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Abstract

  1. Top of page
  2. Abstract
  3. INTRODUCTION
  4. SUBJECTS AND METHODS
  5. RESULTS
  6. DISCUSSION
  7. AUTHOR CONTRIBUTIONS
  8. REFERENCES

Objective

To evaluate the relationship between long-term maintenance of moderate to vigorous physical activity (MVPA) and clinical outcomes in fibromyalgia (FM).

Methods

Patients with FM (n = 170) received individualized exercise prescriptions and completed baseline and followup physical activity assessments using the Community Health Activities Model Program for Seniors questionnaire at weeks 12, 24, and 36. The primary outcome was the change in the Fibromyalgia Impact Questionnaire-Physical Impairment (FIQ-PI) score. The secondary outcomes included improvements in overall well-being (FIQ total score), pain severity ratings, and depression.

Results

Using a threshold increase in MVPA of ≥10 metabolic equivalent hours/week above usual activities, 27 subjects (15.9%) increased and sustained (SUS-PA), 68 (40%) increased but then declined (UNSUS-PA), and 75 (44.1%) did not achieve (LO-PA) this benchmark. Compared to LO-PA subjects, both SUS-PA and UNSUS-PA subjects reported greater improvement in FIQ-PI (P < 0.01) and FIQ total score (P < 0.05). Additionally, the SUS-PA group reported greater improvement in pain severity compared to the LO-PA group (P < 0.05). However, there were no significant group differences between SUS-PA and UNSUS-PA for any primary or secondary outcome measure.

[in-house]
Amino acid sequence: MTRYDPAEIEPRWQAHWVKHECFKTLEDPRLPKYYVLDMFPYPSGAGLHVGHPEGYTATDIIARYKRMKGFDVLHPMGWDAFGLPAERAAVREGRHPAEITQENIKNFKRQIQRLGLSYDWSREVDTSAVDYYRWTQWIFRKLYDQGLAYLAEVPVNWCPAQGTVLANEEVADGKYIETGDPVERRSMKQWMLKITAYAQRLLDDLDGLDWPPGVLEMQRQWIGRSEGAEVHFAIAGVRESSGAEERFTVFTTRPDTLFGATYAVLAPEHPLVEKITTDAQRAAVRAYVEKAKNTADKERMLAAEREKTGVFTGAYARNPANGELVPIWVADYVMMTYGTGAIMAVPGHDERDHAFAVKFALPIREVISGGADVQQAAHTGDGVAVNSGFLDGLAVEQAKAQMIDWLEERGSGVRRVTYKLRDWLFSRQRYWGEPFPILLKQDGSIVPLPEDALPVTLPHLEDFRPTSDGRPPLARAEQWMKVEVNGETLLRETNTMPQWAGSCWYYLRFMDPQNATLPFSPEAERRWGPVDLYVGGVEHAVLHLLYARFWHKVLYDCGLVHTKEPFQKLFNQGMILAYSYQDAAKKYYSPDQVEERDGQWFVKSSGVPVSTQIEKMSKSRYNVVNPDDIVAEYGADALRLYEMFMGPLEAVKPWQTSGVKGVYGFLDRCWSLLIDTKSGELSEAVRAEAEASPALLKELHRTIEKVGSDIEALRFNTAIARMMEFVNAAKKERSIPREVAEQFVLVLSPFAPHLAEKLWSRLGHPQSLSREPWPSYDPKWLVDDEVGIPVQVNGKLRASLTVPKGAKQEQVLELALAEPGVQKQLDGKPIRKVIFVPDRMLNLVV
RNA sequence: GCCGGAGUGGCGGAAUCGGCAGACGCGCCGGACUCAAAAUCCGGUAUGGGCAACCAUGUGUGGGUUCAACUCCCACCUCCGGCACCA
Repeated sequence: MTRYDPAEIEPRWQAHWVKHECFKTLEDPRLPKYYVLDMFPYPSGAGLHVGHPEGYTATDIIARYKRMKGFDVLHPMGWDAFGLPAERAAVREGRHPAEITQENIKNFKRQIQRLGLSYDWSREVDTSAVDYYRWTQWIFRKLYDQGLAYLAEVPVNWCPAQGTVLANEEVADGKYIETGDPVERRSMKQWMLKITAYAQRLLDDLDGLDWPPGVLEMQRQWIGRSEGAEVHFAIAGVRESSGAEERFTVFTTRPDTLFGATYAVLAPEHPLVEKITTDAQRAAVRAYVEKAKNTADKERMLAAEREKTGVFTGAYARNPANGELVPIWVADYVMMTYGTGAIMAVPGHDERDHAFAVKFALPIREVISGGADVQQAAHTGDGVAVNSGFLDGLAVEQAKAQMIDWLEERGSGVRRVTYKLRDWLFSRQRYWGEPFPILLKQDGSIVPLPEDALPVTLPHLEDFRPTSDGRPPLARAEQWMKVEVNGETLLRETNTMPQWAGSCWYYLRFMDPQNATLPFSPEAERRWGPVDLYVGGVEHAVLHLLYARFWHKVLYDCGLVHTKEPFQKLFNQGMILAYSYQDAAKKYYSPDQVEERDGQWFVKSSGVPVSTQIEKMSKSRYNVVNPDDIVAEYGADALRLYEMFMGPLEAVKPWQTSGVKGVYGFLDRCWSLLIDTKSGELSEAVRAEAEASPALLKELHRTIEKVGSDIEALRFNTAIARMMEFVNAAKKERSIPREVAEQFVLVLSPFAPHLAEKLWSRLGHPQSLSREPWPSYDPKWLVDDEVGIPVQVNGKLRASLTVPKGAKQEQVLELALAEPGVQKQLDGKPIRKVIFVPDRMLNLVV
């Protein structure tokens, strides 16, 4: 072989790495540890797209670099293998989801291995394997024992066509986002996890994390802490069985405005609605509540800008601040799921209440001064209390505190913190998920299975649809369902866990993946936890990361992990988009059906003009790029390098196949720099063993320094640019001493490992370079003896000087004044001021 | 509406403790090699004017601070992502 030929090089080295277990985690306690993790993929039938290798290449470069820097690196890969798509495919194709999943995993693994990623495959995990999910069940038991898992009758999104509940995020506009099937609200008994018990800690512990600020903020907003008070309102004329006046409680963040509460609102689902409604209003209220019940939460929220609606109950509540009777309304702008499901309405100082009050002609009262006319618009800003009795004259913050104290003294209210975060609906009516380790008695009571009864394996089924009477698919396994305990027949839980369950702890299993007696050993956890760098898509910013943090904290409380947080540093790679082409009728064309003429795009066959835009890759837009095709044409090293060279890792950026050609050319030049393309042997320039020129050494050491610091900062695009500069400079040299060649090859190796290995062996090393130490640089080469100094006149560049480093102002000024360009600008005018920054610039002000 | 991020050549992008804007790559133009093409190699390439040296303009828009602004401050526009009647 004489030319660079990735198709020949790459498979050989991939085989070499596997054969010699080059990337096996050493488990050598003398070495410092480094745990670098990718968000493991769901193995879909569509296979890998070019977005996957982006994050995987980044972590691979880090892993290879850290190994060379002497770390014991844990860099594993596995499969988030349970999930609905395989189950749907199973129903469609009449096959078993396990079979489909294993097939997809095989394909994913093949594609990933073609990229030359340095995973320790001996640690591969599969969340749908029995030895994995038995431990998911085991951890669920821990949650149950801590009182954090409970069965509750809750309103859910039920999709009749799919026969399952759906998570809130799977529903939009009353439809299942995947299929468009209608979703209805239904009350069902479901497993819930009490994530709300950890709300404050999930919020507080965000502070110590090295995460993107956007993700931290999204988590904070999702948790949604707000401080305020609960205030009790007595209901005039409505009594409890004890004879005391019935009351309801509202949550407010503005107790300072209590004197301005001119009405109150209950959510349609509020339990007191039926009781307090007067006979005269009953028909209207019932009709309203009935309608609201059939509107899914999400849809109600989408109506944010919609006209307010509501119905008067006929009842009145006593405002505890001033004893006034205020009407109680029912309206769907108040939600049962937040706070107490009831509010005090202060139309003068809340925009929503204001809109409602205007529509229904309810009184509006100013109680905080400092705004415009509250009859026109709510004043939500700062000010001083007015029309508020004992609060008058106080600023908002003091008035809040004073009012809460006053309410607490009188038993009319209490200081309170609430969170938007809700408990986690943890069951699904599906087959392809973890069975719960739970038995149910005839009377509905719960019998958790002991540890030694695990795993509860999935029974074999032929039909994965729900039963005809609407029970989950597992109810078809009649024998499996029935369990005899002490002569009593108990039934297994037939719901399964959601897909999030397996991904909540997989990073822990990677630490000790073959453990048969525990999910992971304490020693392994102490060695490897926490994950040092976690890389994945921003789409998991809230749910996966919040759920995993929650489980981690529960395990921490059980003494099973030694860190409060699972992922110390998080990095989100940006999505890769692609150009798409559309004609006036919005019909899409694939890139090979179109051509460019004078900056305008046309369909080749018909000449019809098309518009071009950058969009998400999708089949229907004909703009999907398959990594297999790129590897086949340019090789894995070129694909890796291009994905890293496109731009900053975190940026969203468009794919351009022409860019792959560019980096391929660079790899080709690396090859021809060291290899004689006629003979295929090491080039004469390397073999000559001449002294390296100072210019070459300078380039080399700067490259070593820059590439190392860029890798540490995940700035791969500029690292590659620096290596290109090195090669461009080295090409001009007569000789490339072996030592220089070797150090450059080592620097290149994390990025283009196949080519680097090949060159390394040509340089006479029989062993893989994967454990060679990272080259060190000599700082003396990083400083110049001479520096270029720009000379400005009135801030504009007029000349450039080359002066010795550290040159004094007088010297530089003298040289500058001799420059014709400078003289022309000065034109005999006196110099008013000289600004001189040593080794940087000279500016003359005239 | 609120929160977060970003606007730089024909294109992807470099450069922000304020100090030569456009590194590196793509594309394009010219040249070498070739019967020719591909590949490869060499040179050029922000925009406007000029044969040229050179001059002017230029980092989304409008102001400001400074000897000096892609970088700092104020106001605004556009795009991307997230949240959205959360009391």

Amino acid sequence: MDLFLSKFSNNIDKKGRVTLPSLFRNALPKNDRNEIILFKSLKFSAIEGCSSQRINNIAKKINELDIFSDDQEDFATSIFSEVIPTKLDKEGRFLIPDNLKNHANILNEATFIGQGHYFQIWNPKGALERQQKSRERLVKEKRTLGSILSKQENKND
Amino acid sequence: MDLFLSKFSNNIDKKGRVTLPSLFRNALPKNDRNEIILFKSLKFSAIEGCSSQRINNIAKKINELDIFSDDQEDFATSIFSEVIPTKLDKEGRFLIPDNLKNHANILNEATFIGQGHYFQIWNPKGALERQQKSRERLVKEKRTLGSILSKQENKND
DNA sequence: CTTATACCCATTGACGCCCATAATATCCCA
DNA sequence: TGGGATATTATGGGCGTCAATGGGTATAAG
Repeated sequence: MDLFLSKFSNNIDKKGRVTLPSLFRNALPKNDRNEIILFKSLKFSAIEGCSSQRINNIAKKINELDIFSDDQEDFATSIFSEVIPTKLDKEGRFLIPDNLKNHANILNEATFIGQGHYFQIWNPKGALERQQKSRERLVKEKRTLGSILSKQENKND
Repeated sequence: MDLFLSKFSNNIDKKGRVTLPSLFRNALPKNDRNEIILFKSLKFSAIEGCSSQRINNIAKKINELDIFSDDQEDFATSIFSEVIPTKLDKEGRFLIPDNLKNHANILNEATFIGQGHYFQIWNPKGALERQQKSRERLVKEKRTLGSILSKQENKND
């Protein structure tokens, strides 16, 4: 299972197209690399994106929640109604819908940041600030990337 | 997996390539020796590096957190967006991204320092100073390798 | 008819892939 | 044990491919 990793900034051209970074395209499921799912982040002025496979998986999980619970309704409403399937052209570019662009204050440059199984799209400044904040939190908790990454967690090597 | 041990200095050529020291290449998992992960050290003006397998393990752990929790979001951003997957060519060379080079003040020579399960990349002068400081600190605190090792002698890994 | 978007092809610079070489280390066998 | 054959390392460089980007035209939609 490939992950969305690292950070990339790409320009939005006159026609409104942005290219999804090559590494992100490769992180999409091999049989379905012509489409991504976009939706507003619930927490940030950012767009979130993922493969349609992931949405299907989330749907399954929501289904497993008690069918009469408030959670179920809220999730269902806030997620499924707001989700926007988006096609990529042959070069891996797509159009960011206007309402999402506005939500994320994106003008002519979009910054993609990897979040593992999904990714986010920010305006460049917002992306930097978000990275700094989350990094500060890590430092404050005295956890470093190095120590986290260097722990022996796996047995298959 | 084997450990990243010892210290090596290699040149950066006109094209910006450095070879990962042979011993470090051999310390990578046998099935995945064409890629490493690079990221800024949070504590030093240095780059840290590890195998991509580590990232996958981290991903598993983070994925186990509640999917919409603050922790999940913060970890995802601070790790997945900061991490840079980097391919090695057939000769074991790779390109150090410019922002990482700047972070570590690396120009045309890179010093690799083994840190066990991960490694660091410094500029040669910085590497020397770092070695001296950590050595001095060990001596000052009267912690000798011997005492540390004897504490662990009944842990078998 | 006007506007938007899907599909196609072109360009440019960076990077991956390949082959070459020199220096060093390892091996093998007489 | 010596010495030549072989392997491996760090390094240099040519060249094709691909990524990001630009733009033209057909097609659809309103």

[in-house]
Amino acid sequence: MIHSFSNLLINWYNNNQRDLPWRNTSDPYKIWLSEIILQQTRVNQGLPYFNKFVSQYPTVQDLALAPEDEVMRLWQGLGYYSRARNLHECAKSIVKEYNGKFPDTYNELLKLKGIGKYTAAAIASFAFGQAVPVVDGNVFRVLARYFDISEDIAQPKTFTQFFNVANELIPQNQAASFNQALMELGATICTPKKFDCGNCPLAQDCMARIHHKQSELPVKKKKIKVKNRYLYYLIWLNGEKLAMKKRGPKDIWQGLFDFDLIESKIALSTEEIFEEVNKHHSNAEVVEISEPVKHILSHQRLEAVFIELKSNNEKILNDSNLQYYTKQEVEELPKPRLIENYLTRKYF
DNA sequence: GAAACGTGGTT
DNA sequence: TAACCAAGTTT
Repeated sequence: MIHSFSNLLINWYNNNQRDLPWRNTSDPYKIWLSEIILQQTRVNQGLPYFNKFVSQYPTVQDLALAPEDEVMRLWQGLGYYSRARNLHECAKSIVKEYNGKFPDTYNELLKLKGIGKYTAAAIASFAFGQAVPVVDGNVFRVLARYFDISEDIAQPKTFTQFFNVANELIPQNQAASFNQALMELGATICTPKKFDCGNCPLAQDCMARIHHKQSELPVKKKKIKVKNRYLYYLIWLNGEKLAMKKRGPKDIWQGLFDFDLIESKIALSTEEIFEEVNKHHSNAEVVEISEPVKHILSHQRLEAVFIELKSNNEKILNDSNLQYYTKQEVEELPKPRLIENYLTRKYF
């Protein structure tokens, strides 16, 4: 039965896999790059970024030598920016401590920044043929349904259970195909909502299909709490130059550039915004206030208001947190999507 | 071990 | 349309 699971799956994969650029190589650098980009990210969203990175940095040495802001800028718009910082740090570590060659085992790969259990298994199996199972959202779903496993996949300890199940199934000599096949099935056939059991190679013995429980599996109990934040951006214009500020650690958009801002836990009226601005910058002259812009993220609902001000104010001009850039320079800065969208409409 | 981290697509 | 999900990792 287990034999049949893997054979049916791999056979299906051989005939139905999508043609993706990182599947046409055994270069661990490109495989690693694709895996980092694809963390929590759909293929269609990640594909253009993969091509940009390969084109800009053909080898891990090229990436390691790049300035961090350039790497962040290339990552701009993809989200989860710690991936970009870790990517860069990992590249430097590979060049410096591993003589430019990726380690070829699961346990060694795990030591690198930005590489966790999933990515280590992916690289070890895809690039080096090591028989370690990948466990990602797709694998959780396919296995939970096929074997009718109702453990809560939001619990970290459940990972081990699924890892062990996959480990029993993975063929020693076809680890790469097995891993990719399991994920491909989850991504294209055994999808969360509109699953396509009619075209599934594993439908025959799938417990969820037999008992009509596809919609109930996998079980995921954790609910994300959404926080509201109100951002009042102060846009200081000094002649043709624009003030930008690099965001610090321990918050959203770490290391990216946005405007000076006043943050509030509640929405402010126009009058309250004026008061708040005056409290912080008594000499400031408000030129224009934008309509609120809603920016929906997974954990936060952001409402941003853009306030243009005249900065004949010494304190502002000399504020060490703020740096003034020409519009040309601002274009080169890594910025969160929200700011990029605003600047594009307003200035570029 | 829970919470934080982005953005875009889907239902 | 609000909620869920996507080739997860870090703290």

Conclusion

Increased participation in MVPA for at least 12 weeks improved physical function and overall well-being in patients with FM. Although sustained physical activity was not associated with greater clinical benefit compared with unsustained physical activity, these findings also suggest that performing greater volumes of physical activity is not associated with worsening pain in FM. Future research is needed to determine the relationship between sustained MVPA participation and subsequent improvement in patient outcomes.


INTRODUCTION

  1. Top of page
  2. Abstract
  3. INTRODUCTION
  4. SUBJECTS AND METHODS
  5. RESULTS
  6. DISCUSSION
  7. AUTHOR CONTRIBUTIONS
  8. REFERENCES